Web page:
With only one preseason game remaining on Thursday evening before the cutdown to 53 players occurs on Saturday Aug. 31, it’s the final opportunity for players to impress as their roster lives hang in the balance.
For a variety of circumstances, the players listed below are among the biggest question marks on the team and would appear to be on the roster bubble.
They’re all in need of boffo showing against the Kansas City Chiefs, which would boost their chances of sticking around in Green Bay beyond the weekend.
Running Back James Starks
From all accounts, Starks has had a terrific training camp, and better yet, has stayed largely healthy. A clean bill of health has always been the biggest stumbling block for Starks, but kudos to him for holding up his end of the bargain in that department.
Starks had worked with the starters for most of the summer, in particular the Family Night scrimmage and the team’s first preseason game. While he wasn’t spectacular, he didn’t do anything to hurt his stock either. And then came the team’s second preseason game against the St. Louis Rams.
Following a rush of negative-two yards, Starks fumbled and the ball was recovered by the Rams. It was the only glaring blemish on Starks’ record this summer, and to be fair, he didn’t get much blocking in front of him on that particular play.
The next week against the Seahawks, Starks didn’t see any action until the final minutes of the game. Perhaps he was in the doghouse, or perhaps it’s because the coaching staff already knows what they’re getting in Starks, now in his fourth season, and want to see more from the younger players on the team.
With DuJuan Harris lost for the season with a knee injury, a door may have been opened for Starks, but he’s no lock for a roster spot. Behind Eddie Lacy, he’s competing with Johnathan Franklin and Alex Green for playing time, and the odds aren’t good that the Packers have four halfbacks active on regular season game days.
Wide Receiver Jeremy Ross
Mike McCarthy has said on multiple occasions that he’d like to relieve Randall Cobb of his special teams duties so as not to be exposed to injury, and he can concentrate on offense. But the Packers aren’t going to take Cobb off returns just for the sake of doing so. They need to trust the player they trot out on the field to handle kicks and punts.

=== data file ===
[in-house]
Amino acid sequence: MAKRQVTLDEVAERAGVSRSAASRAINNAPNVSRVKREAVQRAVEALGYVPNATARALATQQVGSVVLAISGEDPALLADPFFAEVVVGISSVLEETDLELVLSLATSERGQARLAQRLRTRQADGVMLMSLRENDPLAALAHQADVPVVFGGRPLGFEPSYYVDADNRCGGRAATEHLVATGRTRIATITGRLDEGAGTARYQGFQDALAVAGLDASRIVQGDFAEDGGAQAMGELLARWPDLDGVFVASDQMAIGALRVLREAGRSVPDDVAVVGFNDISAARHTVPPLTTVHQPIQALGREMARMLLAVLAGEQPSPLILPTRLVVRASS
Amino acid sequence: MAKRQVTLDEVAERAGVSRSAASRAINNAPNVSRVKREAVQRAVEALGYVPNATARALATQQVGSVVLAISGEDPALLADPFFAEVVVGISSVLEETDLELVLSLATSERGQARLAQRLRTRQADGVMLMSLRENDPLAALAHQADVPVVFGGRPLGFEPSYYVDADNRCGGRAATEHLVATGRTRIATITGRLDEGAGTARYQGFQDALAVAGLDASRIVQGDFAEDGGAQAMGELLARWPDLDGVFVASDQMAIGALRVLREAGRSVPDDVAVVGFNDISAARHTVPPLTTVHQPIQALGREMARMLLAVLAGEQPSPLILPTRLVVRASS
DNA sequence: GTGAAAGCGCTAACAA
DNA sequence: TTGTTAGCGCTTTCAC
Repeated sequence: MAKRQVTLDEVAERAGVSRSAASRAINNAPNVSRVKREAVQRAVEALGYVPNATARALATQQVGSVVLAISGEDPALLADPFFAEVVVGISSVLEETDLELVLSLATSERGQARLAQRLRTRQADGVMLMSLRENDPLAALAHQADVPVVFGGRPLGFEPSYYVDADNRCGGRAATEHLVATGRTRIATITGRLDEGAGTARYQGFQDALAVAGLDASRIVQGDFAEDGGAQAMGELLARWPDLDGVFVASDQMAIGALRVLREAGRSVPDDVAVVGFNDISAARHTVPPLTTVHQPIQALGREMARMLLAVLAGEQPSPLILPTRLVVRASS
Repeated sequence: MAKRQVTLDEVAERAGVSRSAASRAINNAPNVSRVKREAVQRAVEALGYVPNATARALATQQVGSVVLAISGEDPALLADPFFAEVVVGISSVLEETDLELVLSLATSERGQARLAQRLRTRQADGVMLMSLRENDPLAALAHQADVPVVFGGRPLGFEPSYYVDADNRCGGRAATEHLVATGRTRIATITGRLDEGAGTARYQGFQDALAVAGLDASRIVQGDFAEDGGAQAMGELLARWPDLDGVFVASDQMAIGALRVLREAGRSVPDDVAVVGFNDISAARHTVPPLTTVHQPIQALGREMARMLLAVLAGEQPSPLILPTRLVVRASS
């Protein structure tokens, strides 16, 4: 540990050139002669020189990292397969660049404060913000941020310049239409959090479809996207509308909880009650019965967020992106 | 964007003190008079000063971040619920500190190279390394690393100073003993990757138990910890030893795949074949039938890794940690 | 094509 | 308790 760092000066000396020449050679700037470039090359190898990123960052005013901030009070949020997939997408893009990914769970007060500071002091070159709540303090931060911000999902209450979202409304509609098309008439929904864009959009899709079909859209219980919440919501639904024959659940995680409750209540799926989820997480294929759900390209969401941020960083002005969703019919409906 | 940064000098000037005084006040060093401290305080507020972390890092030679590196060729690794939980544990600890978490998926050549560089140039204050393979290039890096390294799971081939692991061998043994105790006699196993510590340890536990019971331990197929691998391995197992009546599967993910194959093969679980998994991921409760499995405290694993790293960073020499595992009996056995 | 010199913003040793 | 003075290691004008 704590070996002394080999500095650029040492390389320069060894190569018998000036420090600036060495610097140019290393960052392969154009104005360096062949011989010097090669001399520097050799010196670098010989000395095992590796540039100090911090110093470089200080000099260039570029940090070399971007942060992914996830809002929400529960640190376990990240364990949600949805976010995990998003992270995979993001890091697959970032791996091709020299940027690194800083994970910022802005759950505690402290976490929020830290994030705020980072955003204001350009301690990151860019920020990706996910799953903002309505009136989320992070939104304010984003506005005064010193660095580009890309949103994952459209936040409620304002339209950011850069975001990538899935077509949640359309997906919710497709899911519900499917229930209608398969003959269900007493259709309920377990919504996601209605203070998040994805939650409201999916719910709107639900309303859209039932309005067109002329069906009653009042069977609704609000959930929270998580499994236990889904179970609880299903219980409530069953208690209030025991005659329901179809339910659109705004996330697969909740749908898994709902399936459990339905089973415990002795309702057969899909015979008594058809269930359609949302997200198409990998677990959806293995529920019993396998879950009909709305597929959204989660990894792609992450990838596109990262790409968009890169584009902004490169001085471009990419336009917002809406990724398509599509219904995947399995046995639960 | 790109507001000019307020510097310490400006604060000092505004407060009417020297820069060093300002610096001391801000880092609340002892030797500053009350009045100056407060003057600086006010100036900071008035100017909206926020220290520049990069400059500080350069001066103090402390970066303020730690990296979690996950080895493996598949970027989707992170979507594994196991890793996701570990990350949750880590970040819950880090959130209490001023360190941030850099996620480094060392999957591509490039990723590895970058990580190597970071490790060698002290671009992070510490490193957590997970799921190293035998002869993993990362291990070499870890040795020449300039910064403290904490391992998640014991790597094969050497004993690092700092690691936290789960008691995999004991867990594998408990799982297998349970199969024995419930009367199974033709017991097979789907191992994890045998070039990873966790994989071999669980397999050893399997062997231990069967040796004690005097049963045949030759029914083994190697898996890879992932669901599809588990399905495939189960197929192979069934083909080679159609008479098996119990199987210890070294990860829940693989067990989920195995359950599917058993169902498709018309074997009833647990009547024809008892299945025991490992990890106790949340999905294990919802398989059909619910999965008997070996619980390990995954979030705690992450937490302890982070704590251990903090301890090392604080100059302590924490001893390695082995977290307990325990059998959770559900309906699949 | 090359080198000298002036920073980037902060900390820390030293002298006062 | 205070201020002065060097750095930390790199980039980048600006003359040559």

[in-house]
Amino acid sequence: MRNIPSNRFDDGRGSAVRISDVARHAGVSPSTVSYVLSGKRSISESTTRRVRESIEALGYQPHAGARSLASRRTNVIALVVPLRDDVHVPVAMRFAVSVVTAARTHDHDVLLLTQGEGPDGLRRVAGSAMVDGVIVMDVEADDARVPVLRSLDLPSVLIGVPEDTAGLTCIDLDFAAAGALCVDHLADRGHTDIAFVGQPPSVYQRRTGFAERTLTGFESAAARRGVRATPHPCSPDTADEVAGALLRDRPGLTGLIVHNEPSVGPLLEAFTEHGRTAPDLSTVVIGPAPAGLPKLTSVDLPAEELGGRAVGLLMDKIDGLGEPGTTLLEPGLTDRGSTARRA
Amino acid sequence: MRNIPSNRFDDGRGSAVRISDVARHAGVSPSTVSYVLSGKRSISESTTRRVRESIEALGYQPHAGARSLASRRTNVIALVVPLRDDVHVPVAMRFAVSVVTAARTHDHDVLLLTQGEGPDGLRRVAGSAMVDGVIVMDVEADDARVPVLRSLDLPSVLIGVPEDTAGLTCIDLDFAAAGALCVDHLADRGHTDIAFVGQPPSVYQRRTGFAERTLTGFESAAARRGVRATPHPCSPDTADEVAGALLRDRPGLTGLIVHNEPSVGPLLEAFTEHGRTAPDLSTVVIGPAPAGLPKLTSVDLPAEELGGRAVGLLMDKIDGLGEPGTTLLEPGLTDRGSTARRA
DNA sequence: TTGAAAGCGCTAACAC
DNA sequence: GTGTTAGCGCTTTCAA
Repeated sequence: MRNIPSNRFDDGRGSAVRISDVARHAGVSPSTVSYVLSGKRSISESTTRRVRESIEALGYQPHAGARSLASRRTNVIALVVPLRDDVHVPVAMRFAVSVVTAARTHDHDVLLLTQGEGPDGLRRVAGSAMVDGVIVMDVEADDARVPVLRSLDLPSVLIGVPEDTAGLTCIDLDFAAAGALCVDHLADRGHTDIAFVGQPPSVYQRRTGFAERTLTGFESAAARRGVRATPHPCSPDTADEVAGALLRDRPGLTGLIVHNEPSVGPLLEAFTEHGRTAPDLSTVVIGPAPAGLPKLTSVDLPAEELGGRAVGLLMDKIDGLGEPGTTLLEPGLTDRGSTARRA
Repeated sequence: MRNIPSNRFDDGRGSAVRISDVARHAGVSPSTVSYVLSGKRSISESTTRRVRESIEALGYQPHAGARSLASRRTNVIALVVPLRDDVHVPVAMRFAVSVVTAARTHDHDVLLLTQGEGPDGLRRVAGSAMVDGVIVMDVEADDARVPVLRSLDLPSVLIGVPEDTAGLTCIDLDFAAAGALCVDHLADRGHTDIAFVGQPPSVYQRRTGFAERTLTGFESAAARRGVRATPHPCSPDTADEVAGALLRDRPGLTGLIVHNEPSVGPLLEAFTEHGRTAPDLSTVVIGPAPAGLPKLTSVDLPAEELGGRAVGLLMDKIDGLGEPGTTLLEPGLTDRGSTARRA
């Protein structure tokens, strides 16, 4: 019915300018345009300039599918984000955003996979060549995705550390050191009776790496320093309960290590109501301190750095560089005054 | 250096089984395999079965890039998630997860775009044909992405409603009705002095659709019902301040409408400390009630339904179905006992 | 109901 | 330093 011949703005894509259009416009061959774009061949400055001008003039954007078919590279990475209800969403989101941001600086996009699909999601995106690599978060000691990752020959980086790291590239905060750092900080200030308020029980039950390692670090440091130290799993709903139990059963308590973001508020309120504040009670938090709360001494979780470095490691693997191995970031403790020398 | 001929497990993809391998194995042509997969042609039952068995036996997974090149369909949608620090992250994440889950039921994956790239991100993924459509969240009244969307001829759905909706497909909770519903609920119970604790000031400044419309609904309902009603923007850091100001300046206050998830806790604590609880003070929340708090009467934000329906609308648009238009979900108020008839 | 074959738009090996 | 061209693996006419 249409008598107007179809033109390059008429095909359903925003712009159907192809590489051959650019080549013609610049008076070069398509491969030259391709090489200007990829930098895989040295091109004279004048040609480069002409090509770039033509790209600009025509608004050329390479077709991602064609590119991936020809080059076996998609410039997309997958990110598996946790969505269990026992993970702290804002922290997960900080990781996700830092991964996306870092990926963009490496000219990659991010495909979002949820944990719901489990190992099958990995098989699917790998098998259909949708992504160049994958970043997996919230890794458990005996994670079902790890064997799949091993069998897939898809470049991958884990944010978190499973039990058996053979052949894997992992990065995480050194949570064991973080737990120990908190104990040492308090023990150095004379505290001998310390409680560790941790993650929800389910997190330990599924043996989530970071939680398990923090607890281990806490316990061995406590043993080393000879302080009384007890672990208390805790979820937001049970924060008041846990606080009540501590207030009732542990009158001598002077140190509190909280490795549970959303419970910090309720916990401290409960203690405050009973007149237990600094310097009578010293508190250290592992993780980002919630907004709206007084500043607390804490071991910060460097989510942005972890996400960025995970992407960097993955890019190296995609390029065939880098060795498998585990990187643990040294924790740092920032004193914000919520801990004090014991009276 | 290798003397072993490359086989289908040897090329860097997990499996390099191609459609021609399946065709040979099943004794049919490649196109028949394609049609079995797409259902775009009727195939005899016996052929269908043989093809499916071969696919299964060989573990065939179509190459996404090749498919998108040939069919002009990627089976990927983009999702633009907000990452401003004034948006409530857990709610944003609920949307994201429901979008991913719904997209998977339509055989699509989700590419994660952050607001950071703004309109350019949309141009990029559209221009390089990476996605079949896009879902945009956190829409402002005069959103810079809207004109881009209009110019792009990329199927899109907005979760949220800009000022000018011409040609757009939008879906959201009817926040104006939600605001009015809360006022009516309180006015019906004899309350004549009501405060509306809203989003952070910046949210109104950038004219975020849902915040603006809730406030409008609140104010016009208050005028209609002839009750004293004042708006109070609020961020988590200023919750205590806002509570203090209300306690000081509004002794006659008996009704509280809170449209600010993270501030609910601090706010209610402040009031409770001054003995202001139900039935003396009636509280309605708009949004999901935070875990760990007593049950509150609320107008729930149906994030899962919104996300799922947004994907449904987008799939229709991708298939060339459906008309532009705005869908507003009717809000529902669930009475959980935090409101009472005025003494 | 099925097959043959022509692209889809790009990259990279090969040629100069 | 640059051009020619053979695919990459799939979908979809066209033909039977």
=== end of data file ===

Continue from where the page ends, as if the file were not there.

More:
In an ideal world, the Packers would like Ross to be that player. But Ross also needs to needs to show consistency and a sure pair of hands. Fair or not, a cloud still hangs over him as a result of his muffed punt return in the loss to the 49ers in the playoffs last season.
It’s perhaps surprising that the Packers haven’t shown more faith in Ross, at times having him work behind Micah Hyde on punt returns and behind Alex Green on kick returns during practice. Maybe it’s just a case of keeping him hungry and not wanting to hand the job to him outright.
There’s a spot for Ross on the roster if he can fill a dual receiver/returner role for the Packers, but he’s also competing with other promising young receivers like Tyrone Walker, Charles Johnson and Myles White. None of them are going down without a fight.
Tight End Andrew Quarless
The uncertainty surrounding Quarless has less to do with his talent and more about his ability to come back from injury.
After suffering a severe knee injury with multiple torn ligaments in 2011, his comeback was delayed by a quad injury early in training camp that kept him out of the team’s first two preseason game. Quarless is now back healthy, but is there a roster spot for him?
What might be perceived as Quarless’ weakness could actually be a strength. He’s not as good as receiver as Jermichael Finley and definitely not as fast or fluid. And he’s probably not as good a run blocker as Matthew Mulligan. Those grim realities will make it a challenge for the Packers to find playing time for Quarless.